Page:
Mastering Mentoring 4 Communication Modes

July 31, 2021

A mentoring relationship is mostly about communicating ideas in both directions. It is a consistent effort to provide value from the mentor to the protégé and vice versa.

At the start, it is worth it to have a serious discussion about the various options of communication and the advantages or limitations of each one.

The methods, frequency, and types of communication should be agreed upon after this discussion.  Then the relationship begins, but do recognize the patterns you have just invented are general guidelines rather than hard and fast rules. There will be circumstances where you operate outside your normal pattern or even consciously modify your pattern based on new information or special circumstances.

This article will focus on some tips and caveats for the various modes of communication.

Face to Face

This will likely be the most common method of communicating. It may be from informal chance meetings, or the discussions may be formally scheduled. It will depend on the physical layout and how booked each individual is.

Some people like to schedule a set time each week for a one-hour discussion.  You might schedule a lunch meeting each Wednesday with your mentor. The caveat here is to not be too rigid about a set meeting. If there is nothing new to discuss or if there is some priority job that needs to be done during the scheduled time slot, by all means take the opportunity to test each time if the meeting will be value added. 

Many mentor relationships end up on the rocks because the schedule had become an albatross for the mentor.  Stay alert to this possibility and keep testing.

Email or Text

In conjunction with live face to face discussions, it is fine to probe ideas or share data via electronic communication.  Depending on the person, the email may provide a more positive interface or it may turn out to be unreliable. 

I recall one situation where I was dealing with two mentors due to the matrix organization I was in.  My main mentor was highly reliable on picking up email information, so that mode worked perfectly well. The other mentor was spotty at best with getting back to requests by email.  I operated very differently with these two mentors due to their differing communication styles.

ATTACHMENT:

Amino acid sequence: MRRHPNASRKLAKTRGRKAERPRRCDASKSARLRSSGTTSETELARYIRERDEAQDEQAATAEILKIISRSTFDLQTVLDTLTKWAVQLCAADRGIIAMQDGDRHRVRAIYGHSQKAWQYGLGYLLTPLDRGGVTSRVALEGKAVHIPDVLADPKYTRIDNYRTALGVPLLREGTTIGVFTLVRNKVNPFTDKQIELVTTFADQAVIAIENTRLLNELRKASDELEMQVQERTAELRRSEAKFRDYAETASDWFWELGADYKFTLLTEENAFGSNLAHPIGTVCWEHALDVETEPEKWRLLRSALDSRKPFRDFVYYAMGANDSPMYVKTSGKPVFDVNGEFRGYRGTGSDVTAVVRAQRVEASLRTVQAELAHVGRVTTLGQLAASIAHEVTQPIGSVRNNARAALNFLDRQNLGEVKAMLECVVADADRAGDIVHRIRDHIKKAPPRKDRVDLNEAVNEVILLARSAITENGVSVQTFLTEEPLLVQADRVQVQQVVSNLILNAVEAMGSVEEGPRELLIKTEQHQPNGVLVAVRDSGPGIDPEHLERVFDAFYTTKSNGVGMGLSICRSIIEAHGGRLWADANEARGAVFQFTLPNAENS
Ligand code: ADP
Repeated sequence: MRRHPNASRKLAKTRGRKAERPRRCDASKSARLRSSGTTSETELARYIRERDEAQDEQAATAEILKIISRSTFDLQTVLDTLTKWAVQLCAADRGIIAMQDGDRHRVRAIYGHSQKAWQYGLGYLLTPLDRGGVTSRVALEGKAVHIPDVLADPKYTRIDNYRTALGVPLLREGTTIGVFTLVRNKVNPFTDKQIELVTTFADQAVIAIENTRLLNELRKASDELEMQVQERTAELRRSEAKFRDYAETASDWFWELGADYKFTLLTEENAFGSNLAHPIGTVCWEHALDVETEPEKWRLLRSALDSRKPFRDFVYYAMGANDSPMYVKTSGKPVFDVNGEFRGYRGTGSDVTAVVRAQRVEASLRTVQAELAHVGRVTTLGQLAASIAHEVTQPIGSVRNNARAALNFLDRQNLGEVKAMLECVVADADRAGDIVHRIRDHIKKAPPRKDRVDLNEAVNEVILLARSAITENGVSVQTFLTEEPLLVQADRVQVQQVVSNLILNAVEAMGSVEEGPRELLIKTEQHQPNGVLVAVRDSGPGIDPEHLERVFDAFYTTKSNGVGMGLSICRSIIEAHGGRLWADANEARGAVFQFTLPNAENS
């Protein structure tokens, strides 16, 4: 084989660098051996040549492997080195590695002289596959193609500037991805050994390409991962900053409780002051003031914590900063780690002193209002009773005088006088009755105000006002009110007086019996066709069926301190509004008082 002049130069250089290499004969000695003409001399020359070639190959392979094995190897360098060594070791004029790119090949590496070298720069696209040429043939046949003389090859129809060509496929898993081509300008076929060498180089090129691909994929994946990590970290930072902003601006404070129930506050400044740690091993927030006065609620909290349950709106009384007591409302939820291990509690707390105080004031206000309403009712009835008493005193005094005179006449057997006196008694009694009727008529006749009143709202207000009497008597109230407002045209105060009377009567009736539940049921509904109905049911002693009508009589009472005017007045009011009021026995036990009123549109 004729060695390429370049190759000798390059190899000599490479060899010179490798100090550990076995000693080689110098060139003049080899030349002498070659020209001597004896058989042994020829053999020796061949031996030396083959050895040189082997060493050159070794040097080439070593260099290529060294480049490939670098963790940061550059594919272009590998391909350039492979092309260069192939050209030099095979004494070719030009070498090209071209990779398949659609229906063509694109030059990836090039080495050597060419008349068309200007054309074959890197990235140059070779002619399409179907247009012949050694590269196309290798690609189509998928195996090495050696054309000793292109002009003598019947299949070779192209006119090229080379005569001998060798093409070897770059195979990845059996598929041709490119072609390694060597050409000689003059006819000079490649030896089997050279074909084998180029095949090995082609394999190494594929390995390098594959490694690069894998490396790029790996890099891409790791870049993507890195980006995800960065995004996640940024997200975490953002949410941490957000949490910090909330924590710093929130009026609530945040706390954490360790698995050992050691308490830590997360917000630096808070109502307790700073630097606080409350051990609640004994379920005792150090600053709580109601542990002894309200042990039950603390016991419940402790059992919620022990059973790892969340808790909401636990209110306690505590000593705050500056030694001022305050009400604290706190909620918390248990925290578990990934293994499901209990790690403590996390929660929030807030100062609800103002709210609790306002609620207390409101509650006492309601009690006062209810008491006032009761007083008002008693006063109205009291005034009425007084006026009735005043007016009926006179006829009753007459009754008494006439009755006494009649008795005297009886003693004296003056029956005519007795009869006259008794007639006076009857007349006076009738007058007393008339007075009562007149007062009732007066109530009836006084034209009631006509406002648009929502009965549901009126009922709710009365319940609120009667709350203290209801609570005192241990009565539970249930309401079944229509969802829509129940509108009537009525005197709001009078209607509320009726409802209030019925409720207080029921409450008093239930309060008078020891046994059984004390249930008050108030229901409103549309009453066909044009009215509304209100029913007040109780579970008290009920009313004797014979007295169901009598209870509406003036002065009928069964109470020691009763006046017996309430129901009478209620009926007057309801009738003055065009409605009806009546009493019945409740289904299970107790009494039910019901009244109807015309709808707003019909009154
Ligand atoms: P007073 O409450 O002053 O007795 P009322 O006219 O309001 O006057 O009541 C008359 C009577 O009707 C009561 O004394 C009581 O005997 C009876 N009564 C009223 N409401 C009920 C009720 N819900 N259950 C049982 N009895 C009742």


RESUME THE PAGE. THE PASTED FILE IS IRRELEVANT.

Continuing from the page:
Remote Video Interfaces

Sometimes the situation will require most communication be done on one of the remote video platforms (like Zoom or Teams). These modes are helpful in that you can see if the other person is in a position to listen and consider what you are saying.  Watch the body language to pick up a signal that the other person is distracted or rushed.

Voice Mail

One of my mentors was most reliable using voice mail.  This form was excellent for access, but the asynchronous nature of the communication led to some awkward lapses at times. Sometimes I would find myself needing a reply but not getting one in a timely manner.  I found myself debating whether to bug my mentor that I needed a response or waiting a longer period.

The good part about voice mail is that we were able to keep the dialog going 365 days a year without being a burden.  In fact, it turned out to be an advantage when my mentor once said, “You know, Bob. I can always count on you to be there every time I dial in. You are much more active and dedicated than your peers.”


There are dozens of ways to have meaningful dialog with your mentor.  The advice here is to have an open discussion about which modes will be most useful, and select those as your primary vehicles.  The caveat is to remain flexible to operate outside your normal convention when circumstances make that a better choice. 

Bob Whipple, MBA, CPTD, is a consultant, trainer, speaker, and author in the areas of leadership and trust.  He is the author of: The Trust Factor: Advanced Leadership for Professionals, Understanding E-Body Language: Building Trust Online, Leading with Trust is Like Sailing Downwind, and Trust in Transition: Navigating Organizational Change.  Bob has many years as a senior executive with a Fortune 500 Company and with non-profit organizations. 

Mastering Mentoring 3 Questions

July 24, 2021

Any mentoring relationship will have lots of time to dialog. It is the exchange of ideas that leads to growth for both the mentor and the protégé. The fundamental objective is to learn from each other by a series of discussions.  How these discussions are conducted will have a lot to say about the relative effectiveness of the relationship.

Use Questions